For the second time that night somebody asked Ruari if he was going to puke. He shook his head even as it pounded in protest and put on his best ‘I’m not concussed’ face. The freckled paramedic, young with fair spiky hair who looked disconcertingly as though he should be sent to bed with no dessert, shone a light in his eyes.
‘I didn’t faint,’ Ruari insisted for the sixtieth time. ‘I just tripped on the stairs.’ The paramedic nodded and told him to squeeze his hand.
Ruari pressed the ice pack into his throbbing jaw and felt a trickle of blood run from somewhere on his temple along his hairline and behind his ear.
DCI Boyle stood a little way away as he perched on the back step of the ambulance trying in vain to stop his head spinning. She was with one of her DIs, a woman Ruari vaguely recalled challenging him to a shots competition at the Christmas party a couple of months ago. He’d been about to leave, but the woman was so gorgeous he was taken aback at her singling him out and heard himself agreeing. He managed one more round of something noxious and blue, then walked into a wall.
Samira, he thought her name was.
Samira and her boss were waiting for the paramedics to clear him before they came over to talk. None of this is happening, he thought furiously.
His now don’t laugh but… speech was still rattling around his head.
Any minute now Lorna would come barreling up, laugh her head off and call him a fanny for sitting there with an ice pack on his head and blood dripping over his face. Everything would start to make sense again.
A torrent of pins and needles roared through him and for a horrible moment he thought he would make a liar of himself and puke after all. At least that wee old lady was far away on the bus by now. The paramedic rubbed his back and Kevin pressed a paper cup of strong tea into his hands.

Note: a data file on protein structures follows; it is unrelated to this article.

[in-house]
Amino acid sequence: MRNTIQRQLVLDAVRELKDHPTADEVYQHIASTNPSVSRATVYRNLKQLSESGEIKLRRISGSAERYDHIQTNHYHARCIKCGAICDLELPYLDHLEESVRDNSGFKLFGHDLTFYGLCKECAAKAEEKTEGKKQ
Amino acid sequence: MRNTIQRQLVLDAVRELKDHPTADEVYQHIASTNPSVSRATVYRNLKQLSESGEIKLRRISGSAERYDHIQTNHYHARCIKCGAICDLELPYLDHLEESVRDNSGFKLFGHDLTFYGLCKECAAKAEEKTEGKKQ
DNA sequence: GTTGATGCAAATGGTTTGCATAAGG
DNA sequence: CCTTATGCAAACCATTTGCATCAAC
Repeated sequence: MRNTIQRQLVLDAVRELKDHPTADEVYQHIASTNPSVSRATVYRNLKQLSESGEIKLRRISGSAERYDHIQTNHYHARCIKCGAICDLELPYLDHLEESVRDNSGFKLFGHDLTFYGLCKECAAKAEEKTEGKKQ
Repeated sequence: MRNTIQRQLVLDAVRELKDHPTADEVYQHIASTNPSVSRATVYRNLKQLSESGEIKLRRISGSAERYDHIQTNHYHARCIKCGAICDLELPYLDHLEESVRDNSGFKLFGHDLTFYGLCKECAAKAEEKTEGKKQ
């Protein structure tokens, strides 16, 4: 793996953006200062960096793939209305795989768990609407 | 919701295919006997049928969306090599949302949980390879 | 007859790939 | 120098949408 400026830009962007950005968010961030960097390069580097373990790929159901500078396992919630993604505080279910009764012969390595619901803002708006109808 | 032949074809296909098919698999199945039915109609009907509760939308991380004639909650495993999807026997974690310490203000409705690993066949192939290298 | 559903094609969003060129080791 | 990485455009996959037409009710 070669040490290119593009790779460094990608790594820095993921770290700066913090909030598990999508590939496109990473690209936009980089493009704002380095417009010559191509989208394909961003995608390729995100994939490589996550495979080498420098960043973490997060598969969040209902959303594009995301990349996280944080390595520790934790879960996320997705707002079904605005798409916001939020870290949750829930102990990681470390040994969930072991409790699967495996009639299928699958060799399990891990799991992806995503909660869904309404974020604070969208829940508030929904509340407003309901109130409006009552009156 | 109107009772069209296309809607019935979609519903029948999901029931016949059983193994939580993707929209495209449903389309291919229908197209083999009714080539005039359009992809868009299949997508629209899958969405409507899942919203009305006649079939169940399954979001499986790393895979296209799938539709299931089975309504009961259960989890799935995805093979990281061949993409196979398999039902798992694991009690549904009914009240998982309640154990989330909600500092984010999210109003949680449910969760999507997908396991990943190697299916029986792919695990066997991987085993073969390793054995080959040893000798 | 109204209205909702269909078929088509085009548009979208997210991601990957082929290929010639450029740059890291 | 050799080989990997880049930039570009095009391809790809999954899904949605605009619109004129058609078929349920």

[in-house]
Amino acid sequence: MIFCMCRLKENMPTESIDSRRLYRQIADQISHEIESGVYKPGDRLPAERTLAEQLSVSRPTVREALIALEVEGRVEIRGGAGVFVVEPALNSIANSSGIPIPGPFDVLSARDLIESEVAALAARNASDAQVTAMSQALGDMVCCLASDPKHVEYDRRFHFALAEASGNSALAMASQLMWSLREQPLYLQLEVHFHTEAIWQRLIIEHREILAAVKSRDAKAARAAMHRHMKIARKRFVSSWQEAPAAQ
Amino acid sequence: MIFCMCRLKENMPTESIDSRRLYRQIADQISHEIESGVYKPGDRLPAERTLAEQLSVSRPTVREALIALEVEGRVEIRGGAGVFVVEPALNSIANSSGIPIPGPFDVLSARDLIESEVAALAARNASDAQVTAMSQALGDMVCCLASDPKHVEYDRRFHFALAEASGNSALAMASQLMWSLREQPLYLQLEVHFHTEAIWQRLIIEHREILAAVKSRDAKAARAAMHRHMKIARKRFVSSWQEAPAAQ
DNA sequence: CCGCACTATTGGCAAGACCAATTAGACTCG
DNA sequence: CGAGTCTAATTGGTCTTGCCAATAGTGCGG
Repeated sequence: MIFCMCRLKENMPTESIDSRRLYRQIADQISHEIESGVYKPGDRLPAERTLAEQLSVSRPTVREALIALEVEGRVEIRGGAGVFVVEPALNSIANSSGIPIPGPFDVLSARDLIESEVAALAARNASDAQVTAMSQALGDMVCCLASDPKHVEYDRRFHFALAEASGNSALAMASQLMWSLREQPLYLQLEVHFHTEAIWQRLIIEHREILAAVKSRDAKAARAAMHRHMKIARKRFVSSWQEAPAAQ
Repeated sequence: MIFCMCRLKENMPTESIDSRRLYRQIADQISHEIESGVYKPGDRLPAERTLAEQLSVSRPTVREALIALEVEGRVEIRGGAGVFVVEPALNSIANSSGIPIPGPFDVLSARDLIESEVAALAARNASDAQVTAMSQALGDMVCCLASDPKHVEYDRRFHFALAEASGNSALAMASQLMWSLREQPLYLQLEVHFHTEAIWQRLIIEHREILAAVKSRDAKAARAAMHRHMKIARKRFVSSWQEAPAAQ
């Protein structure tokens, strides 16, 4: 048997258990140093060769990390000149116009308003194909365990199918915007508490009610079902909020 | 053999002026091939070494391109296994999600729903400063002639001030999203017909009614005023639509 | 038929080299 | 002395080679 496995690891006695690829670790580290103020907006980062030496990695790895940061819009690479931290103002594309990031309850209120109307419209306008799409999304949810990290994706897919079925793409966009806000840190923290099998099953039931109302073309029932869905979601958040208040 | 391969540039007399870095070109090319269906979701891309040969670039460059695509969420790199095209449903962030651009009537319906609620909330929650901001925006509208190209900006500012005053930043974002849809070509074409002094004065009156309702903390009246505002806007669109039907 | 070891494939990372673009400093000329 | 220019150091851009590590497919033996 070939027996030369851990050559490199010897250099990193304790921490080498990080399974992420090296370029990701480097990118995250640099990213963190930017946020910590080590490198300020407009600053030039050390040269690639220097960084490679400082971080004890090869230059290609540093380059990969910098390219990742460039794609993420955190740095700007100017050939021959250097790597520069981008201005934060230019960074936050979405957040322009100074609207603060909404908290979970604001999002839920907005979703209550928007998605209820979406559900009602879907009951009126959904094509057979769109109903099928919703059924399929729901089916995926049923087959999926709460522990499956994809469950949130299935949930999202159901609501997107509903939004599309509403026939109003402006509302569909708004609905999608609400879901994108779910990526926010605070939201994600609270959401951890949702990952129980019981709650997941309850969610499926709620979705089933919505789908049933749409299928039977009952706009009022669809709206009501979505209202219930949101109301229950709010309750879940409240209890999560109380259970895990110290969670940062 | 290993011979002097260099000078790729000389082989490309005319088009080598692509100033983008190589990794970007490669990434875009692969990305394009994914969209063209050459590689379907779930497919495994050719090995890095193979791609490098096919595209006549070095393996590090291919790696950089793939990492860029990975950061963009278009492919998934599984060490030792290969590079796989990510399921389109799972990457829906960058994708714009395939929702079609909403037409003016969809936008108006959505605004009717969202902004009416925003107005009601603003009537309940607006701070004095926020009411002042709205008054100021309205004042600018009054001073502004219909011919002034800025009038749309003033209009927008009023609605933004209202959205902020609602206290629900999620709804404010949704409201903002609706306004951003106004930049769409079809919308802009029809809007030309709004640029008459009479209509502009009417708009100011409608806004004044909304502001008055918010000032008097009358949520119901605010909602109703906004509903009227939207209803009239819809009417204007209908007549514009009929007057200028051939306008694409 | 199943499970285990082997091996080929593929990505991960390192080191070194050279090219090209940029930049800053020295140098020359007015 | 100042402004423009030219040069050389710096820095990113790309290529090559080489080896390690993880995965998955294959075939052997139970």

‘Has she been formally identified?’ Ruari croaked, the delusional note of hope sounding pathetic in his own ears. ‘Lorna.’
He had to keep saying her name. If he kept saying her name, then she wasn’t gone.
Kevin nodded, catching Boyle’s eye with a brief nod Ruari only just caught out of the corner of his eye. He was on the other side of it now. How to Treat Recently Bereaved Witnesses. He was struck by the absurd notion that if he hadn’t been sacked then somehow he would be standing where Kevin was now, and it would be somebody else’s best friend’s flat being ransacked for evidence. He shuddered, an abyss of horror lapping at his toes.
‘Her parents are there now. Sister’s on her way up fae London.’
‘Greer,’ muttered Ruari pointlessly.
‘When was the last time you saw Lorna, Ruari?’ asked Cara gently and Ruari blinked at her. He hadn’t noticed her approaching.
‘Monday,’ he said, his voice sounding thin and faraway in his own ears. ‘Our Crossfit —’
That wasn’t the last time he saw her.
The memory struck him like kick in the ribs and he folded over, gasping for breath as though he’d been physically winded.
She’d come in to the restaurant where he worked in Finnieston, all cosy with some slimy chancer. Ruari had been seething. He snapped that he was busy when she came up to the bar to talk to him, cutting off any potential requests to evaluate the new man. He’d wondered what she was playing at, flaunting it in front of him like that. At his work, for goodness sake, where she knew fine he couldn’t escape.
Then on the way home he remembered that she wasn’t flaunting it. She had no idea how he felt about her. Because he’d never told her.
‘Can you remember anything about the man she was with?’ Cara asked, and Ruari shook his head. He was some slick bastard, that’s all he knew. He hadn’t been looking at the guy, after all. He’d just been staring at Lorna. Feeling like hell because she looked happy.
That was when he burst into tears.